Share this story...
Excommunicated founder of Mormon women's group steps down
Latest News

Excommunicated founder of Mormon women’s group steps down

FILE - In this June 22, 2014, file photo, a tear rolls down the face of Kate Kelly, the co-founder of Ordain Women, during a vigil in Salt Lake City. Kelly, who was excommunicated in 2013, is stepping down from the organization, Chairwoman Debra Jenson said Friday, July 3. Ordain Women was founded in 2013 to push for women to be allowed in the all-male lay clergy. (AP Photo/Rick Bowmer, File)

SALT LAKE CITY (AP) — The founder of a Mormon women’s group who was excommunicated last year is stepping down from the organization.

Kate Kelly resigned earlier this week form the executive board of Ordain Women.

Chairwoman Debra Jenson said Friday that Kelly has earned a chance to move forward and focus on other causes, The Salt Lake Tribune reported (http://bit.ly/1IXom0D ).

“There is no way to measure the impact she has had for women and girls in our community,” Jenson said in a statement. “Her work and talent will be missed, and we thank her for her sacrifice and bravery.”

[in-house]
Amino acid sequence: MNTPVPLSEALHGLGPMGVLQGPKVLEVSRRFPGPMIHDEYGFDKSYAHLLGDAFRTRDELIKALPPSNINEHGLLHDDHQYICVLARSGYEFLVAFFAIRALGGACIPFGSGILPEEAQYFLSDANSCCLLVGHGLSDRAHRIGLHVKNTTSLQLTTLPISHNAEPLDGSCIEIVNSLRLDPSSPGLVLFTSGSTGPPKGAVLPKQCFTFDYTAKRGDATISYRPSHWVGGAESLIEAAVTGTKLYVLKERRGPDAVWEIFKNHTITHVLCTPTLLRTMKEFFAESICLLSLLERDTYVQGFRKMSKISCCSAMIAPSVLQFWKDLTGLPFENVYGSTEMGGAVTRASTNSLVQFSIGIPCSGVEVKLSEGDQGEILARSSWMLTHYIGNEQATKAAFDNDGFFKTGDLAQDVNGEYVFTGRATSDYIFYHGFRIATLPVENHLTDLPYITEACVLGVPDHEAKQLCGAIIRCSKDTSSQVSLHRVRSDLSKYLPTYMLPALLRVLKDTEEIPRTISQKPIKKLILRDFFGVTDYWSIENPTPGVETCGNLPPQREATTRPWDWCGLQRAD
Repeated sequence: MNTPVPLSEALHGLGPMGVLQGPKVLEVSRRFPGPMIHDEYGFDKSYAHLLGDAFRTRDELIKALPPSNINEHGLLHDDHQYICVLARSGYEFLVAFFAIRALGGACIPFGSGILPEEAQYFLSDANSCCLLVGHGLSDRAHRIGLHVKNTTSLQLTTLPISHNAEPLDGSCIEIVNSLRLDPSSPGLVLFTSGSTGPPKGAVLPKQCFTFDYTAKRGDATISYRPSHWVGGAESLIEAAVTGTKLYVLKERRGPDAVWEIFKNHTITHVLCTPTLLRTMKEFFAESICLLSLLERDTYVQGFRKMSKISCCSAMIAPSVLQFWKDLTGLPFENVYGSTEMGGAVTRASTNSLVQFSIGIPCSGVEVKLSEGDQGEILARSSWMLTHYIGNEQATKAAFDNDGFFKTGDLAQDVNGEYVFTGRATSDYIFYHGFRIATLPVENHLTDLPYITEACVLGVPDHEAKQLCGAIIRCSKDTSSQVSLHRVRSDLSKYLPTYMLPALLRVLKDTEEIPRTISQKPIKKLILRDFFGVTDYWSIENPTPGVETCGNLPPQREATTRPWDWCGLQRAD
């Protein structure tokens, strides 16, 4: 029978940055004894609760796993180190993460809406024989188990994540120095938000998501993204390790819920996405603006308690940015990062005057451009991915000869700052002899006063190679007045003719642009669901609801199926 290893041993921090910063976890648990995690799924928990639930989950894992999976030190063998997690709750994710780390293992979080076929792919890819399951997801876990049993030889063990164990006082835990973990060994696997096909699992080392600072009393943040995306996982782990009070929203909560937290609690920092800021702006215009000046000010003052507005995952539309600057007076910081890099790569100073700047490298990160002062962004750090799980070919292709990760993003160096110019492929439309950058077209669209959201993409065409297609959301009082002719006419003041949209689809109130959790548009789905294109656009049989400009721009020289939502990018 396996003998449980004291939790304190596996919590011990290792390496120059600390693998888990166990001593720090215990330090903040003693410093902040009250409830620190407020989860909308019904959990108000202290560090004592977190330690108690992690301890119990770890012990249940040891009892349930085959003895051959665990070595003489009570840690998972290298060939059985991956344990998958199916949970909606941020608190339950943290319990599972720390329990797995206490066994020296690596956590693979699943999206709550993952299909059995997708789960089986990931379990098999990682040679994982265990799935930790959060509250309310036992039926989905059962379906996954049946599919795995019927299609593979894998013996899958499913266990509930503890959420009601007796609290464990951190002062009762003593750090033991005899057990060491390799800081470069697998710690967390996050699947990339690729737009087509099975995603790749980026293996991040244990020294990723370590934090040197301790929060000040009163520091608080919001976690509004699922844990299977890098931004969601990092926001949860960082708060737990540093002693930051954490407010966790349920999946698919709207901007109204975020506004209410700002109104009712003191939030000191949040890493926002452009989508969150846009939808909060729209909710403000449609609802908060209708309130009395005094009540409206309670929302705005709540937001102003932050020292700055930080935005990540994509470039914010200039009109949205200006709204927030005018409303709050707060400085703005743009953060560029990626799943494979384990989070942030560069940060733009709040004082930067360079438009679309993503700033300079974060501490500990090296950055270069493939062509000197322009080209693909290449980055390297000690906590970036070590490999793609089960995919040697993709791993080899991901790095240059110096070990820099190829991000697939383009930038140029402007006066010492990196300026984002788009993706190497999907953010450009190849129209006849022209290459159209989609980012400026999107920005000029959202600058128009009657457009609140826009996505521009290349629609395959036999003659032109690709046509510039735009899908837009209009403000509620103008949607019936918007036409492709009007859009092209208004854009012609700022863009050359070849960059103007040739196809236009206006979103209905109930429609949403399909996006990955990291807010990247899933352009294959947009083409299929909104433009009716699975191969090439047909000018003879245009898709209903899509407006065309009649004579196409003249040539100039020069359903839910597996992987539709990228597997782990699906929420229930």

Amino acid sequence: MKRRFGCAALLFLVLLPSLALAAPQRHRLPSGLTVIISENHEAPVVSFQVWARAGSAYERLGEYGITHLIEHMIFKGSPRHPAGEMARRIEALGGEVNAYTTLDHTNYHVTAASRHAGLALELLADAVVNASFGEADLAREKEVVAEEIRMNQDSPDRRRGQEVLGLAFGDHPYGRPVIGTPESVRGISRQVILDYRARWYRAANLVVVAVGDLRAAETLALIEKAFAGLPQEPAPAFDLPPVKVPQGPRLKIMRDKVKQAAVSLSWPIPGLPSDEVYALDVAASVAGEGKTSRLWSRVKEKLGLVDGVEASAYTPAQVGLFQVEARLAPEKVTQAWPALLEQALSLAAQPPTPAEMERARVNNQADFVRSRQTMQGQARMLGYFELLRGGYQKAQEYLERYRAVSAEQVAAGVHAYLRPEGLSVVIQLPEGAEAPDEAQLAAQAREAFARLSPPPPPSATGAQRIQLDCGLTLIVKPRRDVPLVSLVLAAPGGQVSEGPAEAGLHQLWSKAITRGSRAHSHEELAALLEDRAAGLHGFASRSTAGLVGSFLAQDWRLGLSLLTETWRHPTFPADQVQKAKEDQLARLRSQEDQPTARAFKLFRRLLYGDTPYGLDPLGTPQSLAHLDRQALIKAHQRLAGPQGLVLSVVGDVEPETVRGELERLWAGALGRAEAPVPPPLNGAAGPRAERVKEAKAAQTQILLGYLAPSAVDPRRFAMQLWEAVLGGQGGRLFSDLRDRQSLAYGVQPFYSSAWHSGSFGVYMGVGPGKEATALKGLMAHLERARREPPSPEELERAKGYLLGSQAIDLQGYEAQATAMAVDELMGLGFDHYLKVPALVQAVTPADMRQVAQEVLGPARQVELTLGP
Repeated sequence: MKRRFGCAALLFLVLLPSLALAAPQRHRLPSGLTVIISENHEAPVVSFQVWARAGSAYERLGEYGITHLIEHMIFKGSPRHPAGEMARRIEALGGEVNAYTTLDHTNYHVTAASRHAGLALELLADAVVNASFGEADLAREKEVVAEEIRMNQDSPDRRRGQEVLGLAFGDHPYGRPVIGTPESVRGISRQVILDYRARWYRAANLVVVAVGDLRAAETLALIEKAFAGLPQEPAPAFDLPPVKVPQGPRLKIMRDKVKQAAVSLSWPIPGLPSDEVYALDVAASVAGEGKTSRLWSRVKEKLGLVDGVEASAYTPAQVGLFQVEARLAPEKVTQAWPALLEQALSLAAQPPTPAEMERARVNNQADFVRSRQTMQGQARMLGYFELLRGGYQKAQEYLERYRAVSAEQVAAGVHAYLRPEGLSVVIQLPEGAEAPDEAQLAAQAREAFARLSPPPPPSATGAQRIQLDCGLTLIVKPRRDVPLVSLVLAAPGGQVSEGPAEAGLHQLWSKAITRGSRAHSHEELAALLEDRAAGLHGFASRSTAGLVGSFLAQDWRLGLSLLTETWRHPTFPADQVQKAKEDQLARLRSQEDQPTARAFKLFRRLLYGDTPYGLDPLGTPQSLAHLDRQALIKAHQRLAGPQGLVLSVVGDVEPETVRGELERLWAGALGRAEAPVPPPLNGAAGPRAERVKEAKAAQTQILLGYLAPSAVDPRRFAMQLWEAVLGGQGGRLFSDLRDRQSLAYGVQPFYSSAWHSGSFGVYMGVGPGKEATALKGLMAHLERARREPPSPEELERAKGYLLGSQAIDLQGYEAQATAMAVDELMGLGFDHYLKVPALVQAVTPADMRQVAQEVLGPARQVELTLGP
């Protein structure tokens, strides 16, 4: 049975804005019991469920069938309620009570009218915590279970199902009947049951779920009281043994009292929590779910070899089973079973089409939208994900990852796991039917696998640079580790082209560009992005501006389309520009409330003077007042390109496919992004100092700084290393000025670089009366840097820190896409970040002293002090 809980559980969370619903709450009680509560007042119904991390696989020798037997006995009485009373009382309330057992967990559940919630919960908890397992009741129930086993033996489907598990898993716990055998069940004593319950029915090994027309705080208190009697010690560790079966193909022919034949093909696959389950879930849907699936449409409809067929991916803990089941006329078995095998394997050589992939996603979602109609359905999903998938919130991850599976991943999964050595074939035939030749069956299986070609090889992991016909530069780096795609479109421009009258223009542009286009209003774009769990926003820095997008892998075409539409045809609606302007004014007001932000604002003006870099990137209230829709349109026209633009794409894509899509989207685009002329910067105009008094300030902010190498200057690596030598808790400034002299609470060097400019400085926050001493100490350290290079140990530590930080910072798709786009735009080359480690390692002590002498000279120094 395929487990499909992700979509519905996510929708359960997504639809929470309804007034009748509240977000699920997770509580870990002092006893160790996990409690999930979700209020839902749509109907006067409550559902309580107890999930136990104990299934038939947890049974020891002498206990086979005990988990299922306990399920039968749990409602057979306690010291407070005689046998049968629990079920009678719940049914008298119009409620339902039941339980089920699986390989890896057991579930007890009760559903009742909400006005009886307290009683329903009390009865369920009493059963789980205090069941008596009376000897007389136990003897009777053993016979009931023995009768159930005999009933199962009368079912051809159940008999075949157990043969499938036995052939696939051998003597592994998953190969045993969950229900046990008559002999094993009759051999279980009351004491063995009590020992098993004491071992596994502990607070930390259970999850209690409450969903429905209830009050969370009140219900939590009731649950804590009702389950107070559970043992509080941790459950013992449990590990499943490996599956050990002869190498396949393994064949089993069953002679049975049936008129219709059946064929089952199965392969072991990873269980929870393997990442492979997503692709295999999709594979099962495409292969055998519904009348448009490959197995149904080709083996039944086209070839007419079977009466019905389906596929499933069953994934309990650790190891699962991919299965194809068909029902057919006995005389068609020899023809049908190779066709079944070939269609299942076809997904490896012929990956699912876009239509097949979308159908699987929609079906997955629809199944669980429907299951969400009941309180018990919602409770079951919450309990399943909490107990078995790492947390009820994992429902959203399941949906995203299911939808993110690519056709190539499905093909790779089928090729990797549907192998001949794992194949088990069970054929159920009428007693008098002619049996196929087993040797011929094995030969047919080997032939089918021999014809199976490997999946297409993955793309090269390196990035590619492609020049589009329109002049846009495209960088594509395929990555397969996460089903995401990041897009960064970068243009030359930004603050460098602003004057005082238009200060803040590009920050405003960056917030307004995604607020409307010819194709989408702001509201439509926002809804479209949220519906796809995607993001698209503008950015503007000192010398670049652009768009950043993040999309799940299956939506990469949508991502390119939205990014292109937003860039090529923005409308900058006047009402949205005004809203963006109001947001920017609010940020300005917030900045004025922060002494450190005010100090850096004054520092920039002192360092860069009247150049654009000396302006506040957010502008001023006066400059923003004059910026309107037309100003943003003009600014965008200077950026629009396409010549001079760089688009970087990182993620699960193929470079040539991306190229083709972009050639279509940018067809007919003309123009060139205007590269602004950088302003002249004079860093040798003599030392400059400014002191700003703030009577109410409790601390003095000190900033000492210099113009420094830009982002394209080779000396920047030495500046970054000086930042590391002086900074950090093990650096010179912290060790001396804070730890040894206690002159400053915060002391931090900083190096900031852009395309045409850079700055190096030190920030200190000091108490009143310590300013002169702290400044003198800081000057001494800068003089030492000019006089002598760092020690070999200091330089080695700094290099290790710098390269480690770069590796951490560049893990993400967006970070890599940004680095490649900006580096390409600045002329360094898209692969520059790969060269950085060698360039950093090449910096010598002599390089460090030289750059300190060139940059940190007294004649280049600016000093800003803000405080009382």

Ordain Women was founded in 2013 to push for women to be allowed in the all-male lay clergy. The group previously staged demonstrations outside two church conferences in Salt Lake City, drawing criticism from church leaders.

The group’s executive board plans to continue pursuing the goal of ordination, according to Jenson. The group has continued to post photos of women involved in imaginary healing blessings as well as supportive profiles on its website.

However, some supporters have quietly withdrawn their profiles out of fear or changed perspectives. Kelly, who has been living in Kenya, sometimes drew criticism and division for her post-excommunication persona.

Kelly lost her membership in The Church of Jesus Christ of Latter-day Saints last year after being found guilty of apostasy, defined as repeated and public advocacy of positions that oppose church teachings.

When she lost her final appeal in February, Kelly said she was still proud of her open lobbying on behalf of women.

“I am proud of the women and men who have taken a stand with me in this struggle for gender justice,” Kelly said.

Her husband, Neil Ransom, resigned his own membership.

___

Information from: The Salt Lake Tribune, http://www.sltrib.com

Copyright © The Associated Press. All rights reserved. This material may not be published, broadcast, rewritten or redistributed.